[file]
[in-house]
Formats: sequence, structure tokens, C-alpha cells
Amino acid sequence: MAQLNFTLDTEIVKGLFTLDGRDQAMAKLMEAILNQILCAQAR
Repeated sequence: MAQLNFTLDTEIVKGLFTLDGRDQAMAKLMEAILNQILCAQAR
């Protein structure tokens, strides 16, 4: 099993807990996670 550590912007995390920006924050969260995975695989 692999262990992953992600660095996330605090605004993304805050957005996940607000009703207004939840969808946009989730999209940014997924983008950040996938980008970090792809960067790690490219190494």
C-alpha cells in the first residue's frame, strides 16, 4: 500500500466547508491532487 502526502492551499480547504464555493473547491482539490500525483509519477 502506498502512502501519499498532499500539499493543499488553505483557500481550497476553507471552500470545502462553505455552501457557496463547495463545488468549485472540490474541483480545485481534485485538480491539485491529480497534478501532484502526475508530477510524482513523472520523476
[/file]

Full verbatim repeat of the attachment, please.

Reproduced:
[in-house]
Formats: sequence, structure tokens, C-alpha cells
Amino acid sequence: MAQLNFTLDTEIVKGLFTLDGRDQAMAKLMEAILNQILCAQAR
Repeated sequence: MAQLNFTLDTEIVKGLFTLDGRDQAMAKLMEAILNQILCAQAR
């Protein structure tokens, strides 16, 4: 099993807990996670 550590912007995390920006924050969260995975695989 692999262990992953992600660095996330605090605004993304805050957005996940607000009703207004939840969808946009989730999209940014997924983008950040996938980008970090792809960067790690490219190494």
C-alpha cells in the first residue's frame, strides 16, 4: 500500500466547508491532487 502526502492551499480547504464555493473547491482539490500525483509519477 502506498502512502501519499498532499500539499493543499488553505483557500481550497476553507471552500470545502462553505455552501457557496463547495463545488468549485472540490474541483480545485481534485485538480491539485491529480497534478501532484502526475508530477510524482513523472520523476